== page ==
Context: A dynamic postural-control task that has gained notoriety in the clinical and research settings is the Star Excursion Balance Test (SEBT). Researchers have suggested that, with appropriate instruction and practice by the individual and normalization of the reaching distances, the SEBT can be used to provide objective measures to differentiate deficits and improvements in dynamic postural-control related to lower extremity injury and induced fatigue, and it has the potential to predict lower extremity injury. However, no one has reviewed this body of literature to determine the usefulness of the SEBT in clinical applications.
Objective: To provide a narrative review of the SEBT and its implementation and the known contributions to task performance and to systematically review the associated literature to address the SEBT's usefulness as a clinical tool for the quantification of dynamic postural-control deficits from lower extremity impairment.
Data sources: Databases used to locate peer-reviewed articles published from 1980 and 2010 included Derwent Innovations Index, BIOSIS Previews, Journal Citation Reports, and MEDLINE.
Study selection: The criteria for article selection were (1) The study was original research. (2) The study was written in English. (3) The SEBT was used as a measurement tool.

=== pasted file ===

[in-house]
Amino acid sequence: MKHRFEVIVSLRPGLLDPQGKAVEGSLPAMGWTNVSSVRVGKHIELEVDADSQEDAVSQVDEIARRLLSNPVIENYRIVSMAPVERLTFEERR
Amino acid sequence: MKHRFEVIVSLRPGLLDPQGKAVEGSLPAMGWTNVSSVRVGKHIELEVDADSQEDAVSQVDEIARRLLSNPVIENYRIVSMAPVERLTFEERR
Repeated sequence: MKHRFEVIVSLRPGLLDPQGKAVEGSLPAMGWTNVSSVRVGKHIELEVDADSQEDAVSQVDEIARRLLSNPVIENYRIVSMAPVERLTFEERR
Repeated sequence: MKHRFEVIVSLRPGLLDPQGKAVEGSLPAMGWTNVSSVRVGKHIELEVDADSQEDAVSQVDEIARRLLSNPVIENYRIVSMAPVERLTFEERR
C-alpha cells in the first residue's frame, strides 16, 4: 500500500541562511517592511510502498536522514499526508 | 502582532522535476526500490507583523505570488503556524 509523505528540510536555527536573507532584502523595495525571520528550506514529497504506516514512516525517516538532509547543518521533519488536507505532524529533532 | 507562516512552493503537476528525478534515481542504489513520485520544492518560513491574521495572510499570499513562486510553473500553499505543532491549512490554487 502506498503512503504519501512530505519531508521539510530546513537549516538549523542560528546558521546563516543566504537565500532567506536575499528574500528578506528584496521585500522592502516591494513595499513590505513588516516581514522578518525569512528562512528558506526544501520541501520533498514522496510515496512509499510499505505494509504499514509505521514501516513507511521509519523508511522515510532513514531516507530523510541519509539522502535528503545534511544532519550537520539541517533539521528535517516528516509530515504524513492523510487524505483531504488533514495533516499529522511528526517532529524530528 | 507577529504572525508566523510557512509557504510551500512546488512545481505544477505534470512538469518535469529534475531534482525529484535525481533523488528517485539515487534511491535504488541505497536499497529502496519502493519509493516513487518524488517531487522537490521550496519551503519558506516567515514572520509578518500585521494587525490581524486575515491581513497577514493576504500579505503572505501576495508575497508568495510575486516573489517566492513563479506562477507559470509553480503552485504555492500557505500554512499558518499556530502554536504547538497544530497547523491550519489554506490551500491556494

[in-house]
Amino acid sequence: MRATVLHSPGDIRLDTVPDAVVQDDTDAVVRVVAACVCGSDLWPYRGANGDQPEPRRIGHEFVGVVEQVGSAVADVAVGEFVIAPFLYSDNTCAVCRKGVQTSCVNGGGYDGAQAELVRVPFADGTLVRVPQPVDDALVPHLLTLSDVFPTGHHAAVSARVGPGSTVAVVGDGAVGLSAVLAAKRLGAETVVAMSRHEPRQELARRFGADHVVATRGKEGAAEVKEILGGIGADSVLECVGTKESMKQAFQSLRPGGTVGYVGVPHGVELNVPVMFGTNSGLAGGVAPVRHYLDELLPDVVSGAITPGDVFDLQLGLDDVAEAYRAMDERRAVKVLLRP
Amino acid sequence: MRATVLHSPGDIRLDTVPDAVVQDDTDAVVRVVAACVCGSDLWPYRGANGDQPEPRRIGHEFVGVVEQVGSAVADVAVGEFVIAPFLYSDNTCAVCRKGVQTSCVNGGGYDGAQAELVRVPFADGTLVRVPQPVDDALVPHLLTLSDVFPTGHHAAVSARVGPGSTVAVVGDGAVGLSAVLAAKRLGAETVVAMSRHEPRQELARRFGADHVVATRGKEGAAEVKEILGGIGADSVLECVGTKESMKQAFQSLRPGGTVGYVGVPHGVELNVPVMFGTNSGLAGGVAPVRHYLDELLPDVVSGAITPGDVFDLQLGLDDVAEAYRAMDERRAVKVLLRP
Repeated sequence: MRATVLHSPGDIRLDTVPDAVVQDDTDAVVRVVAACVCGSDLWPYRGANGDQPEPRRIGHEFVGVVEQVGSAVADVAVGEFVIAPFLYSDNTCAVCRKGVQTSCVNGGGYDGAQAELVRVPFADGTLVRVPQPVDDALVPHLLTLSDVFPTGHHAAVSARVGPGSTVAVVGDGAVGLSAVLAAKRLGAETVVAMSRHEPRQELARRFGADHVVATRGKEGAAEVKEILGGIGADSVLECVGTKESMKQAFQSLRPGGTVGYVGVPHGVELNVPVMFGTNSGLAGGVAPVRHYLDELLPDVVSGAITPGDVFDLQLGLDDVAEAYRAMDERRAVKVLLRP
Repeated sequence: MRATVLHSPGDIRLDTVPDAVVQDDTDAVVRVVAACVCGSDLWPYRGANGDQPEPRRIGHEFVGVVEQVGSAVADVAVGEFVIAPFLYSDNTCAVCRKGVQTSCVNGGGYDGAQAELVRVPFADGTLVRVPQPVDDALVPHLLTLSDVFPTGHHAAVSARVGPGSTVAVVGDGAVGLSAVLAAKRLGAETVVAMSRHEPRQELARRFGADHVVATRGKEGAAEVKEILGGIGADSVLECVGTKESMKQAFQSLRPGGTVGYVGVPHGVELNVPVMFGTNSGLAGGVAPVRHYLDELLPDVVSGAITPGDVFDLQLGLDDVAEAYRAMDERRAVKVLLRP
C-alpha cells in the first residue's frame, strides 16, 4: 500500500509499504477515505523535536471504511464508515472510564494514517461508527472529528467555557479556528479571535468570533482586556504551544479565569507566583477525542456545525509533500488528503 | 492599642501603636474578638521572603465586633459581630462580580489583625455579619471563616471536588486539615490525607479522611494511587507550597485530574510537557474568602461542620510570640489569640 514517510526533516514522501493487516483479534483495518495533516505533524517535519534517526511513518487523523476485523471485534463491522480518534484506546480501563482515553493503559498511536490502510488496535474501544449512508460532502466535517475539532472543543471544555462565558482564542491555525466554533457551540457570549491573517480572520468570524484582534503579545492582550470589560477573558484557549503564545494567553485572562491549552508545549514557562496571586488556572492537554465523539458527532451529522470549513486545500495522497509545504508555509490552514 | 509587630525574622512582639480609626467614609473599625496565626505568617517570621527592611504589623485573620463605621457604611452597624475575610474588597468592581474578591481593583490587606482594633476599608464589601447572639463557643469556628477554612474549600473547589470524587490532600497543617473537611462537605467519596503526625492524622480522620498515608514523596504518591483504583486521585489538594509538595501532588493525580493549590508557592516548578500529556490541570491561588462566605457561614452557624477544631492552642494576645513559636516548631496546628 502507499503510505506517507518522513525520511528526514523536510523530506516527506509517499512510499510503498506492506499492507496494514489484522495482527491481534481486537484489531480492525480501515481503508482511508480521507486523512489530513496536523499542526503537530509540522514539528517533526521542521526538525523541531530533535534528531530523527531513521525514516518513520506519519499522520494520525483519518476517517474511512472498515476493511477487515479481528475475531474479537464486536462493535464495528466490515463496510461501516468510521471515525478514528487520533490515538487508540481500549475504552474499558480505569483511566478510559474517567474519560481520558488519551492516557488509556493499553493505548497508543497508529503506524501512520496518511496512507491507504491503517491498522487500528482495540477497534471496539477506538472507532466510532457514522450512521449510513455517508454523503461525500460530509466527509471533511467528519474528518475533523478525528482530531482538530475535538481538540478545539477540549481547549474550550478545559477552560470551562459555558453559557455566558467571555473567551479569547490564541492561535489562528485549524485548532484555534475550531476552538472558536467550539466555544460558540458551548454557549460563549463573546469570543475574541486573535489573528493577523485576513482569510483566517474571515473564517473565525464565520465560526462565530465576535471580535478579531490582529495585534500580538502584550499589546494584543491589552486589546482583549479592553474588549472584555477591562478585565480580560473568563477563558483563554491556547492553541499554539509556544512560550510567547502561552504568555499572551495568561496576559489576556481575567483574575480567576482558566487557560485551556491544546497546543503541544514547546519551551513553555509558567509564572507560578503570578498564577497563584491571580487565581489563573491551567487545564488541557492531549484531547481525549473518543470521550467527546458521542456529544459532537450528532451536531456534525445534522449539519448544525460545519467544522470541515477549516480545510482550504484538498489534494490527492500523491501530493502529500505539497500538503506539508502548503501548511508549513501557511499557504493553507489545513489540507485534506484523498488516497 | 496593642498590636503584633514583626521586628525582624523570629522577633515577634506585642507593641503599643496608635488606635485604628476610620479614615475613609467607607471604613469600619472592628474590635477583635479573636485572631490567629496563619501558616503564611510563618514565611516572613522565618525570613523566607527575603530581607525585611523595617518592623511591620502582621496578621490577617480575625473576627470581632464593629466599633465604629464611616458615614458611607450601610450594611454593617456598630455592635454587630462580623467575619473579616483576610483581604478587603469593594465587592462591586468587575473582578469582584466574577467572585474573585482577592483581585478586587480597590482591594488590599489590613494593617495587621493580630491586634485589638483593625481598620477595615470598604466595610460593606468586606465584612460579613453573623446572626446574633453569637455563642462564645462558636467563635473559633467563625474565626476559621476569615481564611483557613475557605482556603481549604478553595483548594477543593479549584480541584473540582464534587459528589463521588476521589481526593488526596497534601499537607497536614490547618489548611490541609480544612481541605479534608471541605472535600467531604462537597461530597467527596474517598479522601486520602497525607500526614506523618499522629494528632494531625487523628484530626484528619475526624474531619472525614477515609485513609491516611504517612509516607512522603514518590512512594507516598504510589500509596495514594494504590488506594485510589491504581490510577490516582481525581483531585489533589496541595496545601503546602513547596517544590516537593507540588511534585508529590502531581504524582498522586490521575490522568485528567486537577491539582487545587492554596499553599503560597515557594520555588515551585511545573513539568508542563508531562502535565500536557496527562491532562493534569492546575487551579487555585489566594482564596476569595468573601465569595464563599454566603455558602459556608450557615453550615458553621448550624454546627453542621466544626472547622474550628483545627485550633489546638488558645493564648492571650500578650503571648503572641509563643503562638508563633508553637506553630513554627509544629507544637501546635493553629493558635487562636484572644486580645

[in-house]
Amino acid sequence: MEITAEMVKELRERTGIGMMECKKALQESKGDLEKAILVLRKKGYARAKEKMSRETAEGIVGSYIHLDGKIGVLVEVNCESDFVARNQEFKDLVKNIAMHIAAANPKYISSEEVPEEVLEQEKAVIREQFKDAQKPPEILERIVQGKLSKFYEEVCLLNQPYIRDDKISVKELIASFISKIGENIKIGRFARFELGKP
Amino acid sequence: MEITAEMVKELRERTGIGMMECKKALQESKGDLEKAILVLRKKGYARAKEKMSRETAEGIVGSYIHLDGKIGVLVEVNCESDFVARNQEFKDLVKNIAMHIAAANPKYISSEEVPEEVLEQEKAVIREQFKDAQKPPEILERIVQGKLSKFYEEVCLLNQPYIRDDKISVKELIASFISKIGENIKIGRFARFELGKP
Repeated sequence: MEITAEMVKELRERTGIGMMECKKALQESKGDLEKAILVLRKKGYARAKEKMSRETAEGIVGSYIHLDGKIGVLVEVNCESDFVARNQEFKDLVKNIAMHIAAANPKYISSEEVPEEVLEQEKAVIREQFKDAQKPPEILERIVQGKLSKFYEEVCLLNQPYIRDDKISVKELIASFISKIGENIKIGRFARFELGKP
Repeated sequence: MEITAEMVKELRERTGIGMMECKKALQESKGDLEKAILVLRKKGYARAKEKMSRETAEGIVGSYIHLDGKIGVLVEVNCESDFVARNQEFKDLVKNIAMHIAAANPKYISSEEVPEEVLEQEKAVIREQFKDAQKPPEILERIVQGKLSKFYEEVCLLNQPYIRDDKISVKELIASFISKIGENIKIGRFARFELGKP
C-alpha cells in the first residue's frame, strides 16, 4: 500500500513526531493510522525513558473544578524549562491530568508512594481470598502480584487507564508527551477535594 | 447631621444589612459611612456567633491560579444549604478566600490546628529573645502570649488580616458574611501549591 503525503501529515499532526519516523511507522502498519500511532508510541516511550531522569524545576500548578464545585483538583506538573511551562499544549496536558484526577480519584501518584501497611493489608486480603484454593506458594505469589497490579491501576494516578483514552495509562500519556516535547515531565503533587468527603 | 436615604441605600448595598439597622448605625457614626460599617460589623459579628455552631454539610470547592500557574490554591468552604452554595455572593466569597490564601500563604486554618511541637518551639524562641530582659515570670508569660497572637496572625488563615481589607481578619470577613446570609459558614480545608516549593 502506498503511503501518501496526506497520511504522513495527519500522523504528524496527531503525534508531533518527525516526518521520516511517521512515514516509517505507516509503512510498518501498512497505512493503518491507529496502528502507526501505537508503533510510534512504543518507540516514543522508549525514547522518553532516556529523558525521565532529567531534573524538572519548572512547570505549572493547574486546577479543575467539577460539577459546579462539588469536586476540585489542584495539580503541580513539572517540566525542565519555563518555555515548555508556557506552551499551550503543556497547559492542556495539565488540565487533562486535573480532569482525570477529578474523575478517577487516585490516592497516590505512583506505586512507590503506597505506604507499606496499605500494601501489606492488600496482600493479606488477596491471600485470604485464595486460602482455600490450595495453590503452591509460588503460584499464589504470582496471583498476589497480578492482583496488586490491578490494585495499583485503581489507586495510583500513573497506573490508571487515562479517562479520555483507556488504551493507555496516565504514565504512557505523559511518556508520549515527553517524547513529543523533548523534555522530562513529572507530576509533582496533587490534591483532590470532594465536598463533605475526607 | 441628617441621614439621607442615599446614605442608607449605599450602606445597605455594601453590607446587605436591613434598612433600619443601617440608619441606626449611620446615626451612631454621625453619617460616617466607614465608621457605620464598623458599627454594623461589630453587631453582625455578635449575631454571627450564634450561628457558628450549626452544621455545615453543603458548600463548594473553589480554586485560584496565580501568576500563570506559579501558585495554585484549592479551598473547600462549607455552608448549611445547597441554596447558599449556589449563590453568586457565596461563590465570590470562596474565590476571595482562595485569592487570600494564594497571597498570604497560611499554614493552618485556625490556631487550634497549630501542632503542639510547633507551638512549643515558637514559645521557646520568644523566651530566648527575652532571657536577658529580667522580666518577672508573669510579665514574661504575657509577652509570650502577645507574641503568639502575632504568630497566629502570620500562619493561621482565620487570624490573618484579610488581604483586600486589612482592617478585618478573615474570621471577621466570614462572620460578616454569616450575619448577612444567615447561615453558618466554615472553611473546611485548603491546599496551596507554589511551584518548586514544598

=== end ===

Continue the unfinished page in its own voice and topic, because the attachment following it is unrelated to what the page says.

Data extraction: Specific data extracted from the articles included the ability of the SEBT to differentiate pathologic conditions of the lower extremity, the effects of external influences and interventions, and outcomes from exercise intervention and to predict lower extremity injury.
Data synthesis: More than a decade of research findings has established a comprehensive portfolio of validity for the SEBT, and it should be considered a highly representative, noninstrumented dynamic balance test for physically active individuals. The SEBT has been shown to be a reliable measure and has validity as a dynamic test to predict risk of lower extremity injury, to identify dynamic balance deficits in patients with a variety of lower extremity conditions, and to be responsive to training programs in both healthy people and people with injuries to the lower extremity. Clinicians and researchers should be confident in employing the SEBT as a lower extremity functional test.